System retooling isn't the chokehold it used to be when Web technologies were in their infancy and little information was available about intranet content structure methodologies. So much has been written about the subject since then that restructuring and retooling is part and parcel of an intranet's system lifecycle. Take advantage of intranet maturity—in terms of technology, information, and resources—by creating a system that's not overly dependent on external circumstances. Regardless of your company's current organizational or business structure, never count on it staying that way forever. An intranet's content structure must be flexible enough to adjust to changes—big or small. However you decide to classify and arrange your content, taxonomy should never restrict a system's ability to adapt to changes.

The simplest way to avoid being backed into a corner is to plan for the inevitable: change. A modular or database-driven intranet structure allows stakeholders to add or offload entire sections of a system in response to any external organizational changes (my articles Back to the Intranet Future: Planning for Tomorrow and Intranet Content Organization goes into this in much greater detail) with minimal impact on the production system and its users. Your ability to weather these changes will be the difference between success and failure.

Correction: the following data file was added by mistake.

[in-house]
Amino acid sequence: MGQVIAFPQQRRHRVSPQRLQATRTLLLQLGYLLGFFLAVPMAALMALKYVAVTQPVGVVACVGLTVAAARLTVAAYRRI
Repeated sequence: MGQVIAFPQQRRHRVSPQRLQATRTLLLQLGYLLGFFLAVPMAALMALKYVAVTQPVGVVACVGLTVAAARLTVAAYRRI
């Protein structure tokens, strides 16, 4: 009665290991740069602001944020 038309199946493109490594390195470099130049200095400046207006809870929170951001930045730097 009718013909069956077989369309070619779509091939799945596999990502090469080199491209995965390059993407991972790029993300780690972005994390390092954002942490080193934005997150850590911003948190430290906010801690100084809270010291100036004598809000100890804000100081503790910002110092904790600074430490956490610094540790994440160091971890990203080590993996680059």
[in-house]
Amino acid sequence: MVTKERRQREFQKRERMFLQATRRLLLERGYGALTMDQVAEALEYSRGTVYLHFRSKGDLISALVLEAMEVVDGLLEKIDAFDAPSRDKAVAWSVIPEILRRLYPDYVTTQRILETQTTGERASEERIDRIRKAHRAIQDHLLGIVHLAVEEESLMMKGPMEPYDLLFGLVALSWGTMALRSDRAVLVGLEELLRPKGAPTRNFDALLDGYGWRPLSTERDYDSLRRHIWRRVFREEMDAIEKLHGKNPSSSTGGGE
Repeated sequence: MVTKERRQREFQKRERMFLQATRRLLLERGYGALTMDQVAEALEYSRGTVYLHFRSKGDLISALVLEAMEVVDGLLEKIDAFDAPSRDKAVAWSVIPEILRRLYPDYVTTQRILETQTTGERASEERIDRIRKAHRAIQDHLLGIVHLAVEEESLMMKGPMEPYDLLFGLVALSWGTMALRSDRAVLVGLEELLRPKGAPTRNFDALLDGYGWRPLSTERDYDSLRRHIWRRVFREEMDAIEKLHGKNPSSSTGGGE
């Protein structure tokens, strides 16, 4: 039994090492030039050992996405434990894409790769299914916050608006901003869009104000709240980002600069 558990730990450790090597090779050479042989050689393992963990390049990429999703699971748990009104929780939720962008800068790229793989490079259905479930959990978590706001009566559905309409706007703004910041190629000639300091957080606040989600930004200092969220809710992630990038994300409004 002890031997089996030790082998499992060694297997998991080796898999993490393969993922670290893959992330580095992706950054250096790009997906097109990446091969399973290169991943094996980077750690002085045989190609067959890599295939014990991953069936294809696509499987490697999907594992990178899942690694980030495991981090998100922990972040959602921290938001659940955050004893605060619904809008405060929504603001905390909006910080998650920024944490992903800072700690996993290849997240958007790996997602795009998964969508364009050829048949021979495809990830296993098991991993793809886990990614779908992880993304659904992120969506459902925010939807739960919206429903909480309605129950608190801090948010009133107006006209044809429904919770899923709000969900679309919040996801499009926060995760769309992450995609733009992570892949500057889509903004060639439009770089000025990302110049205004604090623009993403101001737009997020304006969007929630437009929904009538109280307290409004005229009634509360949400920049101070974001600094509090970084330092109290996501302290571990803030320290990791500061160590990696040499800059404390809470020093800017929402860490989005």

Core Team Members Leave

An intranet, unlike many other IT implementations, is owned and managed by a multi-disciplinary committee rather than a single department. Every member of this intranet governing body, and their respective teams, play a vital role in the day-to-day operation of the system. And while each person in an intranet team is a valued resource, we can't allow any one single person's departure—no matter how important they are—threaten the integrity of the entire system.

In mid-1990, one of the first high-volume intranets I ever worked on, I was the sole person responsible for an entire system. Nobody else in IT knew what I was doing or even had any interest in what I was doing. Content owners were happy to have relevant content at their disposal with minimal effort on their part. But if I had decided to leave, the intranet would have been left in limbo.

It's not always easy to fill the shoes of vital team members when they leave—especially if the person, or persons, leaving doesn't have any adequate backup personnel who can take over their responsibilities. This is why it's so important for intranet team members to share valuable knowledge with their colleagues. The goal here isn't to create redundancy, but rather to have several people beside the primary person with enough knowledge to take over with minimal supervision should the primary leave (see Knowledge Sharing: The Facts and the Myths, Part 1 and Part 2 for more).